The Rollercoaster stood before me in all its radiant glory. I had examined it. Towering above me the sun shone behind my Everest with its scarlet paint job and sleek lines; it was my Goliath. I had waited for this time for what felt like forever.
Adorned with a neon LA Gear fanny pack and a liberal spray of Aqua Net, I stood there; my moment had arrived. That day the Viper Rollercoaster at Magic Mountain welcomed me in, as my head finally reached above the designated height to ride.
I stood below the ride and anticipated my chance to walk through the turnstiles. I had waited long enough for my cheeseburger to digest so that I would not lose it, and I had chosen my riding partner. I was ready.
Finally my group was at the front of the line. I stepped into the cart, pulled the lap belt across my lap, and wondered how that small strap was going to keep me from flying into oblivion when we plummeted down. I wondered why this moment had caused me so much anticipation and questioned what on earth I was doing.
As the train inched forward, my palms started getting sweaty and the cheeseburger didn’t feel so settled anymore. We reached the first crest, and I could see all the splendor of Valencia in Southern California. Anticipatory panic met jitters and a healthy smattering of consternation. I was ready for the thrill of a lifetime.
We passed over the top of the hill and plunged down several stories to what felt like our death below. Much to my surprise, we survived the fall and progressed along the track to the double look and corkscrew. In a matter of forty-five seconds, I experienced a plethora of emotions that left my legs weak and my adrenaline clamoring for more punishment.
Little did I know that years later I would be standing toe-to-toe with another behemoth. It carried with it a similar allure and beckoned me with a promise that my dream would come true–a dream that my quiver would be full. I had watched others enjoy the same ride. I felt like I had been patient waiting for my opportunity. The time was right.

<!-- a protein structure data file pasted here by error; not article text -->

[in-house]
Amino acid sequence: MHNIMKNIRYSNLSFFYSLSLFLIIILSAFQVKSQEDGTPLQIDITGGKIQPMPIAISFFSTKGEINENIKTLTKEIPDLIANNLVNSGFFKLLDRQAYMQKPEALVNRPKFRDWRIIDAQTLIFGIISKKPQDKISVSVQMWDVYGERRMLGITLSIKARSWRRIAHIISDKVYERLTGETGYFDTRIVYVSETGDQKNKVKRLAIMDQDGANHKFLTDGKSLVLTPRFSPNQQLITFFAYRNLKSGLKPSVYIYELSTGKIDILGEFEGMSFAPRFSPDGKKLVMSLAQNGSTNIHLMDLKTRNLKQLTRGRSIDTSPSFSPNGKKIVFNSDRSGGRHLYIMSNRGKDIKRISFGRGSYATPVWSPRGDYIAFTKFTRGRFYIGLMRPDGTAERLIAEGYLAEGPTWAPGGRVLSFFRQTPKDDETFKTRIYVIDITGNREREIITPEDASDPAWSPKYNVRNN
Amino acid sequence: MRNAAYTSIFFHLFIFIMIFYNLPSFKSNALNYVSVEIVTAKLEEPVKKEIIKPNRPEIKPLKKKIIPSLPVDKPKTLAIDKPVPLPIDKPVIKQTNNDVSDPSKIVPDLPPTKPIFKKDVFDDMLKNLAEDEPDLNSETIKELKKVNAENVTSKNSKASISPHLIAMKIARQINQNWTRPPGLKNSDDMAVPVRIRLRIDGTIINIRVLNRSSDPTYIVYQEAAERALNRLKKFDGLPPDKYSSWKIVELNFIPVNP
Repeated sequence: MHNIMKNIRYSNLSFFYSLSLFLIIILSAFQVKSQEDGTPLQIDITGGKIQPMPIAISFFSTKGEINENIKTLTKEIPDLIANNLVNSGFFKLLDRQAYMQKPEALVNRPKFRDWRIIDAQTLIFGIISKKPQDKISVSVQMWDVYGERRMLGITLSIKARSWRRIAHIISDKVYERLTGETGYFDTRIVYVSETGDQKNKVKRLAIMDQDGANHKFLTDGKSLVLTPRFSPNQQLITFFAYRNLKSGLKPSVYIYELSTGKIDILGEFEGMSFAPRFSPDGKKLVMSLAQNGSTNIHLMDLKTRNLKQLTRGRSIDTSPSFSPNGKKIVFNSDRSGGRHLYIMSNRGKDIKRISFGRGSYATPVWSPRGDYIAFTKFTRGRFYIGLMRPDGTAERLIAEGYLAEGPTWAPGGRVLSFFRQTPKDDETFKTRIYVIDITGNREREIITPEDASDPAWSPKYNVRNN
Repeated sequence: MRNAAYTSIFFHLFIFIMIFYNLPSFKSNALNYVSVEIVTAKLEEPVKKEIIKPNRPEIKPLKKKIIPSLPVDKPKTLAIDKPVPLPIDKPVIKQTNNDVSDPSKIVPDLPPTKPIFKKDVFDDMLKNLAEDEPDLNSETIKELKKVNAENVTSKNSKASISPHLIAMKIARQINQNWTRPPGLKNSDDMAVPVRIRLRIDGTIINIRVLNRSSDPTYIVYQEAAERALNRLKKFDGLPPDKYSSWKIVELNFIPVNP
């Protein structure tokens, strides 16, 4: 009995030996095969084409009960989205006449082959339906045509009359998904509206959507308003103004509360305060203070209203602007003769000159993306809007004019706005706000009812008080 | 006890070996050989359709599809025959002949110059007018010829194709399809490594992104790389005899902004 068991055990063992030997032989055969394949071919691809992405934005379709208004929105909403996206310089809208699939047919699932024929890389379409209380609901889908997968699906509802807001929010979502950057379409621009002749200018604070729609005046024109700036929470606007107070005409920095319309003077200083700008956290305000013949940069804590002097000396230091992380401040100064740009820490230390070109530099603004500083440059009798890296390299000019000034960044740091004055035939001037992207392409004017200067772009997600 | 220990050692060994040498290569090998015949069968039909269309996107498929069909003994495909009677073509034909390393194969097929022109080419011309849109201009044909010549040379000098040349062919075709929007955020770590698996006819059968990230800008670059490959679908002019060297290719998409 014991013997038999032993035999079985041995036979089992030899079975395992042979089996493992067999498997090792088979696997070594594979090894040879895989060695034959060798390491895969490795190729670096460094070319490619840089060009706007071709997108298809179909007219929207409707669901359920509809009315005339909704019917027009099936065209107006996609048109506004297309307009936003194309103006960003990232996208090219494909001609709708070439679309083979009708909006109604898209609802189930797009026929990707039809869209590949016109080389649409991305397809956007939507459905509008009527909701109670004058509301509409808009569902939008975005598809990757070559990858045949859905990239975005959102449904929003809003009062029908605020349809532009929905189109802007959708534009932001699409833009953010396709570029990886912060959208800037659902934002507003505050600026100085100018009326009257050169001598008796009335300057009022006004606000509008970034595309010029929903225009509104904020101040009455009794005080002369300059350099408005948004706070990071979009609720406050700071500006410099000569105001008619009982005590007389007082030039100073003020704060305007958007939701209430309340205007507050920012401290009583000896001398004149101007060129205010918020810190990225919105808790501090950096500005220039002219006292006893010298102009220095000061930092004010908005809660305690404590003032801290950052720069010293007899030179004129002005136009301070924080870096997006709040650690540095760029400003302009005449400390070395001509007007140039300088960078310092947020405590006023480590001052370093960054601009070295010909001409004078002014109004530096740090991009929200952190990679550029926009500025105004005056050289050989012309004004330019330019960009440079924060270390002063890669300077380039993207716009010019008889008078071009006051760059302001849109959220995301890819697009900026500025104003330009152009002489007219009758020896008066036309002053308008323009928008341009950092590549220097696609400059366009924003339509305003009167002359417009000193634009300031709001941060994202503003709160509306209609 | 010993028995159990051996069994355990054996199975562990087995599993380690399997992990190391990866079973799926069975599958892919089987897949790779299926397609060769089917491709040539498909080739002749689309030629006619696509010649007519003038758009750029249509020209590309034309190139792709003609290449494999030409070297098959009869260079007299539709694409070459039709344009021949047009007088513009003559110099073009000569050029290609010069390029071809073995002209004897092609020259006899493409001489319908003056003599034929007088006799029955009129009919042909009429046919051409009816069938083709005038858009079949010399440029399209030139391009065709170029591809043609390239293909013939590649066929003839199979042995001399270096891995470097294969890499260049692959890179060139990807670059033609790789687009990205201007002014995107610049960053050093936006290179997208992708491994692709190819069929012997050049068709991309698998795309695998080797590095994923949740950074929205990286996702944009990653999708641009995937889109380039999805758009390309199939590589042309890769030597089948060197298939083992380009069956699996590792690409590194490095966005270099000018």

Fifteen years after my moment at Magic Mountain, my husband and I embarked on another adventure, with hands clasped, unaware of what was ahead.
As we strapped in for the ride, we knew the possibility of bumps and hoped for nausea. What we did not fully foresee was the overabundance of emotions that would confront us along the way. This new rollercoaster did not boast a forty-five second ride; instead, it was a twenty-eight-day cycle.
I rode the ride and subsequent emotions consecutively for months on end. Days one through fourteen, I was blissfully hopeful. I harnessed into the rollercoaster with butterflies in my stomach, awaited the journey ahead, and anticipated that this would be the month. The dream was birthed anew at the start of every cycle, and I would be daily optimistic. A glutton for emotional punishment.
Then came the sex. The we’re-making-a-baby kind of sex that was a juxtapostition of “I’ve never felt so connected to you” and “This is just a means to an end to make us a family of three” and every complexity in between. I would approach the first crest of the rollercoaster and would wait, about to drop into apathy, fear, and emotions masquerading as hope.
I would arrive at the corkscrew, and upside down, I would go. I didn’t know which way was up anymore. I would covertly touch my breasts throughout the day, hoping I would find some new tenderness. Nausea and exhaustion were welcome guests that I may have psychosomatically generated in my hopeful reality. I remember wishing that my husband would notice changed emotions and extra hormones, suggesting that we had triumphantly changed our lives. For the first time in my life, I hoped that my pants would be too snug. I remembering wishing that that was a more obvious signal that would announce one’s womb was full of life. Why couldn’t my belly button just turn purple, my eyes change color, or my perspiration smell like a lily field? No? Too much to ask? Awesome, I’ll just pee on a stick instead.
Inevitably, one of two outcomes happened. Either my monthly visitor obnoxiously arrived, much to my chagrin, or Aunt Flo was postponed and we dipped into our lifetime supply of pregnancy sticks to test the successful meeting of my egg and his sperm. Those moments squatting over the plastic stick confront you with their own set of optimism and fear.
If the stick reads pregnant, off the roller caster you go, skipping arm-in-arm into your future dream come true. If the test reads not pregnant, then you have to endure the pain of your menses while you wait in line to get back on the roller coaster.
Each month the cycle and the romanticism of the process lose its appeal more and more. It becomes less of an experience to dread and more of a practice of dread.
Each woman on this rollercoaster shares the experience of the cycle. What differs, however, is how she experiences it and what emotions she encounters.
-Excerpt from “Not Pregnant: A Companion
for the Emotional Journey of Infertility”
Read more HERE